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  • By Anni Griswold
    Cataract/Anterior Segment, Comprehensive Ophthalmology, Glaucoma

    LATEST UPDATE: The FDA has issued a Class 1 recall of the CyPass microstent, updating the voluntary market withdrawal initiated by Alcon in August. Class I recalls are issued when a product has a reasonable risk of causing serious health problems. Read the FDA’s recommendations and OMIC’s updated advice on disclosure and monitoring. OMIC provides a sample recall letter and advises ophthalmologists who do not have a specular microscope.

    Alcon has announced an immediate, voluntary market withdrawal of the CyPass microstent from the global market.

    The announcement came after researchers detected a concerning rise in endothelial cell loss (ECL) among patients who received the CyPass microstent during cataract surgery 5 years ago, compared with patients who underwent cataract surgery alone.

    These findings were not evident 2 years after surgery, when the COMPASS safety study found similar ECL in the CyPass and cataract surgery-only groups. Based on those early results, the FDA approved the device for long-term IOP control in patients with mild-to-moderate primary open-angle glaucoma.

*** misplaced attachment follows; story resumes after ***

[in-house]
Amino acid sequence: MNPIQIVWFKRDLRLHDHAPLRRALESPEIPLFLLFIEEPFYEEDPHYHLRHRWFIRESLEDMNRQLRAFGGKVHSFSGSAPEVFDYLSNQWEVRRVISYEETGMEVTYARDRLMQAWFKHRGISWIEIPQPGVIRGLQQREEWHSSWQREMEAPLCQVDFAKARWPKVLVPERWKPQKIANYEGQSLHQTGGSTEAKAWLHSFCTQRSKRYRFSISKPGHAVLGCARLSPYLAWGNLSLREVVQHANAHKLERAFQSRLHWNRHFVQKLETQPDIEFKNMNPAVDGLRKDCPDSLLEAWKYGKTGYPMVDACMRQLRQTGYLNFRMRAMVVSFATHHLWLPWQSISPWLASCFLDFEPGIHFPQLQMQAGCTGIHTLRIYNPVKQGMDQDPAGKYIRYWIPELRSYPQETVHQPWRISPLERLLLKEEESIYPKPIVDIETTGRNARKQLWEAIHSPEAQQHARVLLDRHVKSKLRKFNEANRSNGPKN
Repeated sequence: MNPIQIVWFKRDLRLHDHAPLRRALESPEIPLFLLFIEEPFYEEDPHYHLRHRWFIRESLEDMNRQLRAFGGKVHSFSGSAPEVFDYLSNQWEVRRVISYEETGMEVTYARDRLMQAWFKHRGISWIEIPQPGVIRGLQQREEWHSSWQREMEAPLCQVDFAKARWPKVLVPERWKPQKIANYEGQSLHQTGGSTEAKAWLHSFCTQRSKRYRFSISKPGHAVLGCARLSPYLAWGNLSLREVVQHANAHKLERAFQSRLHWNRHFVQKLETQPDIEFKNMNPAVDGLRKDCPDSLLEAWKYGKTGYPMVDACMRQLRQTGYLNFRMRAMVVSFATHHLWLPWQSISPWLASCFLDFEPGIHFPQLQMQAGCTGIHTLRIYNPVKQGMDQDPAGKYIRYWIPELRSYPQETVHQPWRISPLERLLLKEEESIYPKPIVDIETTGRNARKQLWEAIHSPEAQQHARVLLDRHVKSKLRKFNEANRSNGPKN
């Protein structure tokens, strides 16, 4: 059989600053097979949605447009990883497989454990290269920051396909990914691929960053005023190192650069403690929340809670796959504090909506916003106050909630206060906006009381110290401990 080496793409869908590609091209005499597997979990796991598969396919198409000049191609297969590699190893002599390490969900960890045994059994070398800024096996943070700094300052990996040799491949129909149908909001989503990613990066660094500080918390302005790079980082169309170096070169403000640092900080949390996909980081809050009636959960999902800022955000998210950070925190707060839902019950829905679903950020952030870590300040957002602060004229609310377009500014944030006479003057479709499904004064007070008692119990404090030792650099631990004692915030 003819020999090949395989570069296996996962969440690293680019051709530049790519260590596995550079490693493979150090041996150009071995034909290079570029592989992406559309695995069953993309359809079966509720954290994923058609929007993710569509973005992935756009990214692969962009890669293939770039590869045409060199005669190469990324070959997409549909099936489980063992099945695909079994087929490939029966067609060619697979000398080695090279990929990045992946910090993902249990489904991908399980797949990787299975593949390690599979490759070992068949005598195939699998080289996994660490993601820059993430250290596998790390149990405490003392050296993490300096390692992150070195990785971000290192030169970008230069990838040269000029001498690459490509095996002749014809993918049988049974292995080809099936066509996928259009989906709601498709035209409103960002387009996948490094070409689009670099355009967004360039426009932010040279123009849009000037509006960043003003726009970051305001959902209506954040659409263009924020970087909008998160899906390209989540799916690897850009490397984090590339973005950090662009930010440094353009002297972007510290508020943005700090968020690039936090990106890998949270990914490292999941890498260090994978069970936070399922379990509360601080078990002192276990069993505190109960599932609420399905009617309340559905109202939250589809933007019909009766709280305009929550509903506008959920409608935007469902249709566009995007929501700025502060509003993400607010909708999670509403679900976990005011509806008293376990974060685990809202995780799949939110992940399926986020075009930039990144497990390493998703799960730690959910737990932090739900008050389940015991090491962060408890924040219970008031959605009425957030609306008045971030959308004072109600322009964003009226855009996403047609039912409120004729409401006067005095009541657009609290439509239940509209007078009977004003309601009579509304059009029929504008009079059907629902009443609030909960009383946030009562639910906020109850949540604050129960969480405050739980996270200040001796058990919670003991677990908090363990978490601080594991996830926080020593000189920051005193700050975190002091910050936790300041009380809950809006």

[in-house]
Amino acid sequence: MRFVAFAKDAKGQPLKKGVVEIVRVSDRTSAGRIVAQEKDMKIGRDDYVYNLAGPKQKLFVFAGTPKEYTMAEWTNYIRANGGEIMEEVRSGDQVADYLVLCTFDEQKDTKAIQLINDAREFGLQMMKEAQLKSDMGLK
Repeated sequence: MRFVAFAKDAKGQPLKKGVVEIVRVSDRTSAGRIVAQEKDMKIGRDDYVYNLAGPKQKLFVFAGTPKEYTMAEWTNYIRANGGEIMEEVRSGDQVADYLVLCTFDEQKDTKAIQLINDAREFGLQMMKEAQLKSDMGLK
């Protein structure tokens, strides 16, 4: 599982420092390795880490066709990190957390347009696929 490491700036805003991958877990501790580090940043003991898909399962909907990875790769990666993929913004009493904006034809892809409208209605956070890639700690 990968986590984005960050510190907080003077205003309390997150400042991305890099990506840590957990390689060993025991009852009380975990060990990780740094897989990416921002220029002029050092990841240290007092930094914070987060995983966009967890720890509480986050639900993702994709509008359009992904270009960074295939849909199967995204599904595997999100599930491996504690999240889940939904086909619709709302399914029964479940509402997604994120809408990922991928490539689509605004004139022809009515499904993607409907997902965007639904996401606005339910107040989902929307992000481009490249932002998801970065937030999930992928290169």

But the recently completed COMPASS-XT study, which followed the patients for an additional 3 years, detected a concerning rise in ECL in the CyPass group. In a letter to physicians dated August 29, the company’s chief medical officer, Stephen Lane, MD, said that the damage likely stems from the device’s position within the angle. He noted that the ECL correlated with the number of retention rings noted on clinical examination with gonioscopy, particularly when 2 or more retention rings were visible.

    “Based on this new information, we are advising surgeons to immediately cease further implants with the CyPass microstent and to return any unused devices to Alcon,” Lane wrote. Alcon’s Quality team will issue recommendations for evaluating and managing patients who already have the device in place.

    The recall is unlikely to have a financial impact on Alcon, a company spokesperson told Reuters. Though economic analysts have estimated the stent’s revenue at around $100 million, the company says CyPass sales were “immaterial” to Alcon’s total sales and will not derail Novartis’ plans to spin off Alcon next year.

    “We believe that withdrawing the CyPass microstent from the market is in patients' best interest and is the right thing to do,” Lane says. “Although we are removing the product from the market now out of an abundance of caution, we intend to partner with the FDA and other regulators to explore labeling changes that would support the reintroduction of the CyPass microstent in the future.”